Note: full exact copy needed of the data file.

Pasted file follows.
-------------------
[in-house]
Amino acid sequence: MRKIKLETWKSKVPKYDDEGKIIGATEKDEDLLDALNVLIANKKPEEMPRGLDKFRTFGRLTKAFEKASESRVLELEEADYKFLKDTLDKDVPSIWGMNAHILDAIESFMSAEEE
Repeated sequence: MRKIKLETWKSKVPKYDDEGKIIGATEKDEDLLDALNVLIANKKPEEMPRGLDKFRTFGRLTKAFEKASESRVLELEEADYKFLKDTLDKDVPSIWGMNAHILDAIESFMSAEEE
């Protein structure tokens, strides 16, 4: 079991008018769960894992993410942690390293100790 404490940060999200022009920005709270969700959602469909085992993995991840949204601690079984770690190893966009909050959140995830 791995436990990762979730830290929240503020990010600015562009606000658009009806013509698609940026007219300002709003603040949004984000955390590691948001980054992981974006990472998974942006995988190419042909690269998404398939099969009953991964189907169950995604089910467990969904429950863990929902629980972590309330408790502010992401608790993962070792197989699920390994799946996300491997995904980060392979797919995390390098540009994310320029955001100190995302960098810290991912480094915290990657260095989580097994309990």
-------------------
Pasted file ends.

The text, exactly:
[in-house]
Amino acid sequence: MRKIKLETWKSKVPKYDDEGKIIGATEKDEDLLDALNVLIANKKPEEMPRGLDKFRTFGRLTKAFEKASESRVLELEEADYKFLKDTLDKDVPSIWGMNAHILDAIESFMSAEEE
Repeated sequence: MRKIKLETWKSKVPKYDDEGKIIGATEKDEDLLDALNVLIANKKPEEMPRGLDKFRTFGRLTKAFEKASESRVLELEEADYKFLKDTLDKDVPSIWGMNAHILDAIESFMSAEEE
């Protein structure tokens, strides 16, 4: 079991008018769960894992993410942690390293100790 404490940060999200022009920005709270969700959602469909085992993995991840949204601690079984770690190893966009909050959140995830 791995436990990762979730830290929240503020990010600015562009606000658009009806013509698609940026007219300002709003603040949004984000955390590691948001980054992981974006990472998974942006995988190419042909690269998404398939099969009953991964189907169950995604089910467990969904429950863990929902629980972590309330408790502010992401608790993962070792197989699920390994799946996300491997995904980060392979797919995390390098540009994310320029955001100190995302960098810290991912480094915290990657260095989580097994309990």